The 2016 Full Frame Documentary Film Festival, which wrapped up on Sunday, proved to once again be a deeply satisfying experience. After going to more festivals than I can count, I thought I was going to break a personal record by crying at three films in a row but it didn’t quite happen (misty eyes don’t count). There was a lot of raw emotion up there on those screens and I think that’s my biggest takeaway this year: documentary honesty.

I’ve got to start with Life, Animated, the documentary by Roger Ross Williams about Owen Suskind, an autistic kid who was lost to his parents until he found a connection to the world through Disney movies. This film, which was the number two film in my personal cryfest (Newtown was number one), has Oscar® written all over it. I know it might seem early to raise such things but the film, which won the Audience Award at Full Frame, has the following Oscar® magnets going for it:

  • It’s an emotional, crowd-pleasing film about an underdog character.
  • It’s got strong connections to Disney and therefore Hollywood, which can be huge with Oscar® voters.
  • It’s directed by Williams, who has already been supported by voters who gave him the Oscar® for the short, Music by Prudence.

Williams won the Best Documentary Director award at Sundance — and docs that tend to be lauded there end up getting nominated.

The film so wholly embraces Suskind’s story, you can feel the honest connection between subject and filmmaker. I felt similarly about the cinéma vérité filmmaking in Raising Bertie, a faithful depiction of three young black men growing up in rural North Carolina. After the premiere of the film, the subjects came on stage and one of the men said that that moment was “the happiest day of my life.” Real honest emotions from real subjects, real people, real experiences.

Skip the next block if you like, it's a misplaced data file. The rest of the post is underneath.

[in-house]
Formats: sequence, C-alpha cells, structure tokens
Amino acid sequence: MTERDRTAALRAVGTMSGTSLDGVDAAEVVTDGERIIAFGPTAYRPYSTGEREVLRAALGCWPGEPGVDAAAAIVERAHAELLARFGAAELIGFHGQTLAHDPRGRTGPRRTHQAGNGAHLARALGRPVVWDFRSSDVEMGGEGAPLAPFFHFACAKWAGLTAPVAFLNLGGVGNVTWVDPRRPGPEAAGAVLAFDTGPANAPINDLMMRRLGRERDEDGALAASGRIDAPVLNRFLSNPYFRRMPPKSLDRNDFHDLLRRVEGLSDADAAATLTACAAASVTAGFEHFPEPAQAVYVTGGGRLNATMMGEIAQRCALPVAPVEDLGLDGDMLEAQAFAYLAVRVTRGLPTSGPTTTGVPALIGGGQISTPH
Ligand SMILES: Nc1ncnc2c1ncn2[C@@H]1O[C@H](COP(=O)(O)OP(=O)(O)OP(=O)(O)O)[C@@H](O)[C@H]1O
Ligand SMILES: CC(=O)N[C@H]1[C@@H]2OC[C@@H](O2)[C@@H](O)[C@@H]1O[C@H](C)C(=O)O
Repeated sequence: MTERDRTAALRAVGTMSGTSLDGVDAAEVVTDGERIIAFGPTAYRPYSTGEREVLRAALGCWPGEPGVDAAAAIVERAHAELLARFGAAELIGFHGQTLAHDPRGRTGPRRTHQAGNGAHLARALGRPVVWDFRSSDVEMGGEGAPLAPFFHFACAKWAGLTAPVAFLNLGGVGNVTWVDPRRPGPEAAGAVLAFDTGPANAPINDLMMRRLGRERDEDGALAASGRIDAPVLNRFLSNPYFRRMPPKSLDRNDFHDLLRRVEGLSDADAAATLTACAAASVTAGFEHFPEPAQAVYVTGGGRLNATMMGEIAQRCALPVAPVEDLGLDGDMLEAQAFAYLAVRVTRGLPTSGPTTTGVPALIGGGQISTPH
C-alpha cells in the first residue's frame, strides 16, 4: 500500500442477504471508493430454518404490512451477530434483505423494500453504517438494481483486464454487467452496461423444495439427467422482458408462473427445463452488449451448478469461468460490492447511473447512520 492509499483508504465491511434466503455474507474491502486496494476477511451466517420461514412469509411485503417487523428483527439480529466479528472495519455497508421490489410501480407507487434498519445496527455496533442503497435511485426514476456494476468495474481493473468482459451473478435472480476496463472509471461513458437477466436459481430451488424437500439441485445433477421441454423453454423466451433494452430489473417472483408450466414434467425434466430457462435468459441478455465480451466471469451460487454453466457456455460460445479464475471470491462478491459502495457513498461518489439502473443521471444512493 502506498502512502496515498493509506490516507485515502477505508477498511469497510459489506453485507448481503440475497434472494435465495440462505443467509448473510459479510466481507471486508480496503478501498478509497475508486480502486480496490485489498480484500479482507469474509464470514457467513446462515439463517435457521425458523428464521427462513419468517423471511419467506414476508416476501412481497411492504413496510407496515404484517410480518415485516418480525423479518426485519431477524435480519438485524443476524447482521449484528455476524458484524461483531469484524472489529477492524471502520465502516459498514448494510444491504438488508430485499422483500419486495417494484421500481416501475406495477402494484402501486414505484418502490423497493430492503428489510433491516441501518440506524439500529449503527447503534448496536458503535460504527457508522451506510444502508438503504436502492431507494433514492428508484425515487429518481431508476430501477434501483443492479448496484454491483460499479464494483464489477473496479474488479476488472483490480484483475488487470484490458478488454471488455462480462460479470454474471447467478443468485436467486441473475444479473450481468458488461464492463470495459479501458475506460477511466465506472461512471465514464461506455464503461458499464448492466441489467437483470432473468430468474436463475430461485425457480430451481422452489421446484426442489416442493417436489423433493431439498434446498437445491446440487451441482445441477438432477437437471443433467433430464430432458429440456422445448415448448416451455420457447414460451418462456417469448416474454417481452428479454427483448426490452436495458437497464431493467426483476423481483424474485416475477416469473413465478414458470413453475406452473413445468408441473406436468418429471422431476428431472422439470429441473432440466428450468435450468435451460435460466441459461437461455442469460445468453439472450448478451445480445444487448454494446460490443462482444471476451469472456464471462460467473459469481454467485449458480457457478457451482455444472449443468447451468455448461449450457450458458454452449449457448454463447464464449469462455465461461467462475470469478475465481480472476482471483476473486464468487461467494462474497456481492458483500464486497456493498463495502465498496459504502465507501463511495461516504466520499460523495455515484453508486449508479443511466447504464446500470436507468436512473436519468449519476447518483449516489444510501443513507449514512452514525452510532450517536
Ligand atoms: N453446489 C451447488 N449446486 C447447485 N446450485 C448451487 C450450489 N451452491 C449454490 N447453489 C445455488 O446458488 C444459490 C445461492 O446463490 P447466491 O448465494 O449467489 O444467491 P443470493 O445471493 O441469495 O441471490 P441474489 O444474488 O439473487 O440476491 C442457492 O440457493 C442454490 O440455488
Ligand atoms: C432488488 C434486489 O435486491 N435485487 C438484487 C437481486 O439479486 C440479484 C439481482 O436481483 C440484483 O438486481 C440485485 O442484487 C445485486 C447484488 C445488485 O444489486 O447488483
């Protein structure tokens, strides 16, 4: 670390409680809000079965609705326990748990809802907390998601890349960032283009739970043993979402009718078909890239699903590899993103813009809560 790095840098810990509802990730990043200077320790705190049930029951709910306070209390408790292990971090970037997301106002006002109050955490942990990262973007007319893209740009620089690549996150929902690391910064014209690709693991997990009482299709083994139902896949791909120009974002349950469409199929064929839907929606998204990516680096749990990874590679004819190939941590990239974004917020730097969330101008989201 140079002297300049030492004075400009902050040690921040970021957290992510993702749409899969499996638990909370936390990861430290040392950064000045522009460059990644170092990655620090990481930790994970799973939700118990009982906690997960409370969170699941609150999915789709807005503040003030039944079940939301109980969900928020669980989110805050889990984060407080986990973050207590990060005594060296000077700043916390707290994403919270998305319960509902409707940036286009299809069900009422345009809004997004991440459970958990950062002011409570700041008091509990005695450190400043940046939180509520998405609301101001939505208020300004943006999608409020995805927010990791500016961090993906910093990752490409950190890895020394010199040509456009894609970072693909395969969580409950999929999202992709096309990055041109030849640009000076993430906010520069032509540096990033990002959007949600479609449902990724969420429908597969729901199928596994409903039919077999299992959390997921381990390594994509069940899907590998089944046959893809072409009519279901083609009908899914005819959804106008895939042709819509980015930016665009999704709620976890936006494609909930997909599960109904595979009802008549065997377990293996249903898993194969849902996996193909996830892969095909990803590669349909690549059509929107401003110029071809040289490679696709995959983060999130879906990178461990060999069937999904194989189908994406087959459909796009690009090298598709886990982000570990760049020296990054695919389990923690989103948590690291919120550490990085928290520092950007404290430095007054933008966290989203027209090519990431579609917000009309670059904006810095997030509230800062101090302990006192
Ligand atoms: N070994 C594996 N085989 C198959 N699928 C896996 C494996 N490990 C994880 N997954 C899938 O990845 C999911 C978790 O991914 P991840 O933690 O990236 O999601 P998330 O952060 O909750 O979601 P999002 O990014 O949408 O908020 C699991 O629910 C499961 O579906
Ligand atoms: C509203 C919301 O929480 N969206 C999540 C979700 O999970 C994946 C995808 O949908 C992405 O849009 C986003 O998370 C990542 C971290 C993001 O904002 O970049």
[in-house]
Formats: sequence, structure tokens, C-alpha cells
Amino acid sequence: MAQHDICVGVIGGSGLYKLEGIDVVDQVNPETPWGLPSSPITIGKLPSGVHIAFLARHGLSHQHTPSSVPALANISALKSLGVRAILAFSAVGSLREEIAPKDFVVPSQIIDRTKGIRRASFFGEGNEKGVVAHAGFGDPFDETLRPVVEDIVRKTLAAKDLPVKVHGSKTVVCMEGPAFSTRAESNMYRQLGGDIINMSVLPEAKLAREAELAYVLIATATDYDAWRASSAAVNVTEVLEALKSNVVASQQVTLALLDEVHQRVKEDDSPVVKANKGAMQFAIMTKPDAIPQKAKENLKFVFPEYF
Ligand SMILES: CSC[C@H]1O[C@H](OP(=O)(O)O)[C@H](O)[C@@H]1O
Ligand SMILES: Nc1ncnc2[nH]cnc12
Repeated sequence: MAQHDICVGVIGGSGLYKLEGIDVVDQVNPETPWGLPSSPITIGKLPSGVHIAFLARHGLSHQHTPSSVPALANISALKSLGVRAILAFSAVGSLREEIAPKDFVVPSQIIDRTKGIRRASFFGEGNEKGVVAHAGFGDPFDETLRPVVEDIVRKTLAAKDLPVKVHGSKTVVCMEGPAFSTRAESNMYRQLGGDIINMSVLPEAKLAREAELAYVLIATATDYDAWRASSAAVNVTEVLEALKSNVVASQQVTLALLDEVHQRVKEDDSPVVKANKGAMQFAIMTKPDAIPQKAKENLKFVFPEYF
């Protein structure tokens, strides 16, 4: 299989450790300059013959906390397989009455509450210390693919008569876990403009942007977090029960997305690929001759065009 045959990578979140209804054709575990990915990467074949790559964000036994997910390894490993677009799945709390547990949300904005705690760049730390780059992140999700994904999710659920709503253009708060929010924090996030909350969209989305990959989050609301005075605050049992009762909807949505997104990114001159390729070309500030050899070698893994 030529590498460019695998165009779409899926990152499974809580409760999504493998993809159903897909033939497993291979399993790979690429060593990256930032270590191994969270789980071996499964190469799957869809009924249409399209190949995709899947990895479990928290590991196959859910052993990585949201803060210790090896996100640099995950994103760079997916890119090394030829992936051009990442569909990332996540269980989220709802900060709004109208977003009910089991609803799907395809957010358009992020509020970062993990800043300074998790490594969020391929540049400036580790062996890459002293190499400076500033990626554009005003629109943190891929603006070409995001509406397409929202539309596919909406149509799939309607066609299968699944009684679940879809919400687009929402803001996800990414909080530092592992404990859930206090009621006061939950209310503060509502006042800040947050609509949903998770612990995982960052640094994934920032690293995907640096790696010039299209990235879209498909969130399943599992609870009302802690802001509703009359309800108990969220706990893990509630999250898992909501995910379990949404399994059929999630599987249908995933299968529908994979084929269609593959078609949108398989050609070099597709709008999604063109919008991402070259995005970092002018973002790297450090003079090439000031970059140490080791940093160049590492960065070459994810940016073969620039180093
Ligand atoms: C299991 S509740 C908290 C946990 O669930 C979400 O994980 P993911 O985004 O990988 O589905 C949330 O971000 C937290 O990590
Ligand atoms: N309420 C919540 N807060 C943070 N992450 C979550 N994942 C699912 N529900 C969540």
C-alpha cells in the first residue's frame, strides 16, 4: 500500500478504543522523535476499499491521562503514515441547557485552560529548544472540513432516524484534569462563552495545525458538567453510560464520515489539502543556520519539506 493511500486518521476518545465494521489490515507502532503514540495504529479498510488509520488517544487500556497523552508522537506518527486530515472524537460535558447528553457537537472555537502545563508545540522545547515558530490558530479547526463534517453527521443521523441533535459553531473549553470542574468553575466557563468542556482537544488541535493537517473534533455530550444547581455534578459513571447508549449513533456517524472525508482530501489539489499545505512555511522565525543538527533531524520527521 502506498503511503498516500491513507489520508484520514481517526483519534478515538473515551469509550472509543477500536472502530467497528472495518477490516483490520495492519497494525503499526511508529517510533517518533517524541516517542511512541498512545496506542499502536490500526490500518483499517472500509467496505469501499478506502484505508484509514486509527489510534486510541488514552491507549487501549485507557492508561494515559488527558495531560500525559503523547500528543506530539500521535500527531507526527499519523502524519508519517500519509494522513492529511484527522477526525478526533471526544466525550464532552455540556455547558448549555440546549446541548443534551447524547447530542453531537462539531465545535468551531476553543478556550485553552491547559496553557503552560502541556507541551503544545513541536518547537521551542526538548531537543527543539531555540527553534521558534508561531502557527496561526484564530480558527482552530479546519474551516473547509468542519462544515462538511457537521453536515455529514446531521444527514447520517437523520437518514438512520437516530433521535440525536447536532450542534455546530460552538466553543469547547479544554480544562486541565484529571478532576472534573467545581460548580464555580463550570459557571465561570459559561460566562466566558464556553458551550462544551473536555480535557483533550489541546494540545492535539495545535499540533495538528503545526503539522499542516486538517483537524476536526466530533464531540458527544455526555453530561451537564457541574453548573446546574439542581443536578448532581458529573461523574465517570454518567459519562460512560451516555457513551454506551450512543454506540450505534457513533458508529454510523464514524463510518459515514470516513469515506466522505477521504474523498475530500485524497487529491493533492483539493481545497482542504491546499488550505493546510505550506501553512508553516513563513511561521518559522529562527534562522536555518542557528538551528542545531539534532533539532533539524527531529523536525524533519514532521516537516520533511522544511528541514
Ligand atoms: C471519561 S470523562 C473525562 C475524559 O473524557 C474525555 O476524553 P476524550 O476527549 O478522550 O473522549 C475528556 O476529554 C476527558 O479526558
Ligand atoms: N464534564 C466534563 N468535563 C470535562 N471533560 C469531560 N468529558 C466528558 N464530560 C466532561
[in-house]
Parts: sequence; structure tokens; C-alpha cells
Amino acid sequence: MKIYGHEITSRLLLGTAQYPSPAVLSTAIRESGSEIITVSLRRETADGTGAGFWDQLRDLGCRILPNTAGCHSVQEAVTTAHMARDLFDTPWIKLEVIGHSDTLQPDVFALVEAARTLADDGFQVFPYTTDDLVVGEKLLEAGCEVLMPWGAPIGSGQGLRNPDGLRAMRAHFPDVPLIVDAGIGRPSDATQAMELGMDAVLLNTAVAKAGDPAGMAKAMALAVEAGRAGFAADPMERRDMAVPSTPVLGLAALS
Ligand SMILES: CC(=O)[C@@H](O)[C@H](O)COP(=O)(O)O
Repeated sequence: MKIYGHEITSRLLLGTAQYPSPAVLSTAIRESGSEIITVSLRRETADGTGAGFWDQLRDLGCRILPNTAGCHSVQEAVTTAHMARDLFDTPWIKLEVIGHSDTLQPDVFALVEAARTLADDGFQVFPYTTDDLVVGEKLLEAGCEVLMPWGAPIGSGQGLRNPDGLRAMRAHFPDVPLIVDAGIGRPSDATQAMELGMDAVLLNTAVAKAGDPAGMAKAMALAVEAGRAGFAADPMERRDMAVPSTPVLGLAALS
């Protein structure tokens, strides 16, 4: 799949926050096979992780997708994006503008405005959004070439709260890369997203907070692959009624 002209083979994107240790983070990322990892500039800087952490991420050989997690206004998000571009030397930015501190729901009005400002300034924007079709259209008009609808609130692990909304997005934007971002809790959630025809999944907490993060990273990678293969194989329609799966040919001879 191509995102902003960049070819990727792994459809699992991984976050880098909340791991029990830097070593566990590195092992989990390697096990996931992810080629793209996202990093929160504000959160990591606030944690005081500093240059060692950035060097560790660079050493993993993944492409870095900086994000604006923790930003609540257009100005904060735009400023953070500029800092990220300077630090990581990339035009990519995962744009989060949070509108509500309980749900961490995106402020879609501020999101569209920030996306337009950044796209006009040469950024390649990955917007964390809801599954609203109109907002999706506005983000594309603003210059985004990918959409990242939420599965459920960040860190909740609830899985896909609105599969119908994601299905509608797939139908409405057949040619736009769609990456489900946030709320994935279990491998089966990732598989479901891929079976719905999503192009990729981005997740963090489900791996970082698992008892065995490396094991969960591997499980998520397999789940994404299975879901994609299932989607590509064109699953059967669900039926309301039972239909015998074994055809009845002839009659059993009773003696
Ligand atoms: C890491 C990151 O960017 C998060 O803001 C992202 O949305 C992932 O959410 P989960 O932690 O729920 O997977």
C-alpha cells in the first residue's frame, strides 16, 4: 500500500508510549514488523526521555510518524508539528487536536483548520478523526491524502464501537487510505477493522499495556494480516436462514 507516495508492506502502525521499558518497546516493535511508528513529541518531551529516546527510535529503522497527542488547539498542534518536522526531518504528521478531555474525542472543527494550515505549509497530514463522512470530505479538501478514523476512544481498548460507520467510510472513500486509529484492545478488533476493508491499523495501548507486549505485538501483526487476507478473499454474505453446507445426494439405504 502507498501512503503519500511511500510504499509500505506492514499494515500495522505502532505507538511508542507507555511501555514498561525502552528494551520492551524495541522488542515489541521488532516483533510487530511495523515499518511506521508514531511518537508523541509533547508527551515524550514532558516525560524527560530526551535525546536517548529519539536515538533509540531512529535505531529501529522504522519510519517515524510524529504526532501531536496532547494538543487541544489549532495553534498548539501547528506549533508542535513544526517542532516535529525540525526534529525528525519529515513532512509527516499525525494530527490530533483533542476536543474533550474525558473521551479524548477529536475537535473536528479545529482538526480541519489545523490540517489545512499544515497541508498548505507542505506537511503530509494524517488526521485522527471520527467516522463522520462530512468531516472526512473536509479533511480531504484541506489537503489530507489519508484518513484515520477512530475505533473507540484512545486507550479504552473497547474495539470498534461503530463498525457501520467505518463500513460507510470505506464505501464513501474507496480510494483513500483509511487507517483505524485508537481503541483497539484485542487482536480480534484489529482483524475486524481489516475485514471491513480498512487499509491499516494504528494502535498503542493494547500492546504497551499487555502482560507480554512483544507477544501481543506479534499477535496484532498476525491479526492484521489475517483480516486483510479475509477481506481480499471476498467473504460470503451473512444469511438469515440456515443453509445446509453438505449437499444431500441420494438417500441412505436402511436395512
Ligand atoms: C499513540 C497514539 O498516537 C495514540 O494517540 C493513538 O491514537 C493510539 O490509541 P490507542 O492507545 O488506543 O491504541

The fantastic Primary and Crisis, two seminal Robert Drew documentaries that are over 50 years old, also reminded me of this theme of honesty. Drew and his filmmaking crew, which included Albert Maysles, Richard Leacock and D.A. Pennebaker, got such incredible access to John F. Kennedy when he ran for president and as he dealt with the crisis of integrating the South, that it’s a shocking reminder of the innocence of that era. Although JFK was a little guarded, I found the moments with a jocular, confident yet thoughtful Robert Kennedy revelatory.

I bumped into Pennebaker and asked how influential the French New Wave was to him, after seeing the camera work in Primary. He said that it was, noting that he was a friend of Truffaut’s, but that it was really a symbiotic relationship. “We were all just trying to do something new. Everything had been the same. Like hotel furniture,” he said.

Two very different kinds of honesty could be seen in Tony Robbins: I’m Not Your Guru and Kate Plays Christine. In the former, director Joe Berlinger effectively represents a Robbins seminar. It’s a totally uncynical depiction of an experience that Berlinger himself was helped by. He just wants to spread the good word. As for Robert Greene’s film, Kate Plays Christine; it’s a more cerebral affair, the telling of a story about the telling of a story. How to depict the on-air suicide of television newswoman Christine Chubbuck is an artistic quandary of objectification and fetishization. Greene keeps things honest by revealing his own process in a Möbius strip film that doesn’t let you escape but instead gets you thinking.

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Tom Roston
Tom Roston is a guest columnist for POV's documentary blog. He is a former Premiere magazine senior editor, who graduated from Brown University and started his career in journalism at The Nation and then Vanity Fair. Tom's freelance work has appeared in The New York Times, The Guardian, The Los Angeles Times, The Hollywood Reporter and other publications. He has written several Kindle Singles, including the bestselling Kindle Singles Interview: Ken Burns. Tom's current list of favorite documentaries are: 1. Koyanisqaatsi by Godfrey Reggio; 2. Hoop Dreams by Steve James; 3.Stories We Tell by Sarah Polley; 4.Crumb by Terry Zwigoff; 5. Montage of Heck by Brett Morgen